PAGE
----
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Yesterday was the glorious feast of Easter joy.  Today the churches are quieter as we begin to return to “normal” life.  But what can be “normal” after Easter?  Can we be the same people we were before the passion, death and resurrection of Jesus? 

In today's first reading, we see Peter as anything but the fearful disciple we have seen in the past.  In a loud, clear voice he stands in the midst of a crowd and proclaims that Jesus is the Messiah.  This “new” Peter speaks in a different and more confident voice than the one who had huddled in terror in the locked upper room after the crucifixion.  Now he says he can “speak confidently” and, quoting David, says his heart is glad and his tongue has rejoiced.  He has been changed.

Have we been moved that dramatically by the events of the past week?  Are we as courageous as Peter?  Perhaps we are more like the women hurrying away from the tomb, half-overjoyed and half-fearful. Yes, there is good news, wonderful news … but can we allow ourselves to believe it?  Can it really be true?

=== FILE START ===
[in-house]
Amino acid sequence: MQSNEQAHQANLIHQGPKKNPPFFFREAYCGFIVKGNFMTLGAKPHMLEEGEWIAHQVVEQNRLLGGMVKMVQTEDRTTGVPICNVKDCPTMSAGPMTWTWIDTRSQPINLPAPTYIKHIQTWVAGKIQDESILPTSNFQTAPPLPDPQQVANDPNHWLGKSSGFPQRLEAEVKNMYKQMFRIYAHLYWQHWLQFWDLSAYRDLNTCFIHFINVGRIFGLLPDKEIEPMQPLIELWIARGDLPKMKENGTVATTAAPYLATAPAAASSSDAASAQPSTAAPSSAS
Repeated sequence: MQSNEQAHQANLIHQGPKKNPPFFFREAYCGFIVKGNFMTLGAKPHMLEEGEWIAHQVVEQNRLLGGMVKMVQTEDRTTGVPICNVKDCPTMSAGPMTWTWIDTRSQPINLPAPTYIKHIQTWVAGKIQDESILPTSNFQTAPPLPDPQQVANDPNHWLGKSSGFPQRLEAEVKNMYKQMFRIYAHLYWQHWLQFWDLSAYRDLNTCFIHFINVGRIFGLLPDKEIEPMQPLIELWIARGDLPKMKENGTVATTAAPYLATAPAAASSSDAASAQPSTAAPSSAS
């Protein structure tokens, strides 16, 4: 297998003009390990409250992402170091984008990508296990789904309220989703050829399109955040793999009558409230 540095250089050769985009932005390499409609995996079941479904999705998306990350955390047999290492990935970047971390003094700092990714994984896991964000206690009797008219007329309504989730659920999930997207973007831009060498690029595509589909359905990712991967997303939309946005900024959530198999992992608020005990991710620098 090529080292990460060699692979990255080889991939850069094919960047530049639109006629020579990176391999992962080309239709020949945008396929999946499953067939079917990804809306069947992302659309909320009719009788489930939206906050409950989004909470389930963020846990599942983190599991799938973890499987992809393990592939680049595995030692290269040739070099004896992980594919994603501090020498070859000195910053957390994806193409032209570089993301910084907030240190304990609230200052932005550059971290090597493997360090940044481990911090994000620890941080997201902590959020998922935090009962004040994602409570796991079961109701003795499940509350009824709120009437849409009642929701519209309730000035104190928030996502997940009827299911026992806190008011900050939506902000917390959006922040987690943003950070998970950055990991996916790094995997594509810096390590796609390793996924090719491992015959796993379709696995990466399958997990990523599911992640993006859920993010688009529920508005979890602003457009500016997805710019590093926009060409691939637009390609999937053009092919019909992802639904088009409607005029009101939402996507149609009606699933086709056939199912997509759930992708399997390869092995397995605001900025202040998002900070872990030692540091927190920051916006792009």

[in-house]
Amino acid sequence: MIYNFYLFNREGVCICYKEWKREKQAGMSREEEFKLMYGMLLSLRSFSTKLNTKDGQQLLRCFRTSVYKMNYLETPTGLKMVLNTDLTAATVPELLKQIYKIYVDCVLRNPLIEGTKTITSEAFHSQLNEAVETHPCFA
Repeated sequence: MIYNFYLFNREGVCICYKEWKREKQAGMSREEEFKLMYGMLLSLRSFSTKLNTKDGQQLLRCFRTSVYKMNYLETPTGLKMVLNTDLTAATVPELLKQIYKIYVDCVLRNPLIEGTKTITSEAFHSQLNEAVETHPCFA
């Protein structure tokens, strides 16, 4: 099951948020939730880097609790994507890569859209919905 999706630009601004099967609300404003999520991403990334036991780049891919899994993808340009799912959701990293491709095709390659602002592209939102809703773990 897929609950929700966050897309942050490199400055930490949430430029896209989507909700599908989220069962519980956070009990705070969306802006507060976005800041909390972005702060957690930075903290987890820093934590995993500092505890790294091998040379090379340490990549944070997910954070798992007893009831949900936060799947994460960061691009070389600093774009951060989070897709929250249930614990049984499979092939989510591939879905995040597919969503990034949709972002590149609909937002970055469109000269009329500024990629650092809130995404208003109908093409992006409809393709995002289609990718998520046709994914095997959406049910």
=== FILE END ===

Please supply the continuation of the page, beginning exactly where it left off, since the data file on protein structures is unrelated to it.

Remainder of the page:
Jesus gives us the answer as he meets the women rushing from the tomb.  His first words to them – and us – are “Peace!”  and then “Do not be afraid!”  Jesus wants us first to be at peace, to feel the love and redemption he offers us.  Yes, it is true and now, as believers, witnesses to this miracle of love, we are asked by Jesus to “go and carry the news…”  

Today we are still carried along on the joy of Holy Week and Easter Sunday liturgies.  We may feel the call of Jesus in our lives asking us to spread the good news to our brothers and sisters.  Today we have the courage, the energy and the joy inside.  But can this last?  We remember Peter’s fear and know of our own, so deeply entrenched.  It doesn’t matter.  We will, at times, forget, fall asleep, deny Jesus and run away fearfully, forgetting the joy.  But always, always he will be there to meet us with his arms gently open, his eyes filled with love. 

“Peace!” he says, greeting us with the understanding of someone who truly knows us and our faults – and loves us anyway.  “Don’t be afraid.”  

This, then is the most precious gift of the resurrection.

By Maureen McCann Waldron

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